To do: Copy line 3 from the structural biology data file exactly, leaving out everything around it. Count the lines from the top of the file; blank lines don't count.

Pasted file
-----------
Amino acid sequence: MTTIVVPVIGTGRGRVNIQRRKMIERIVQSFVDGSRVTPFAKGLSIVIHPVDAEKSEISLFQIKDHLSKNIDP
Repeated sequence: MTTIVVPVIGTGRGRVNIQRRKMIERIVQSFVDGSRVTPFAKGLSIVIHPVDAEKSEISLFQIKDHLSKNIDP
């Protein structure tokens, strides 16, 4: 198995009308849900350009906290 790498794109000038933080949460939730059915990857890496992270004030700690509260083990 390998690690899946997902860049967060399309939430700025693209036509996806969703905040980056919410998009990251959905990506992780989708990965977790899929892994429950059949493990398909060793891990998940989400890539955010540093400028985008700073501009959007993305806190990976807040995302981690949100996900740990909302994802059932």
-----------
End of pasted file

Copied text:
């Protein structure tokens, strides 16, 4: 198995009308849900350009906290 790498794109000038933080949460939730059915990857890496992270004030700690509260083990 390998690690899946997902860049967060399309939430700025693209036509996806969703905040980056919410998009990251959905990506992780989708990965977790899929892994429950059949493990398909060793891990998940989400890539955010540093400028985008700073501009959007993305806190990976807040995302981690949100996900740990909302994802059932």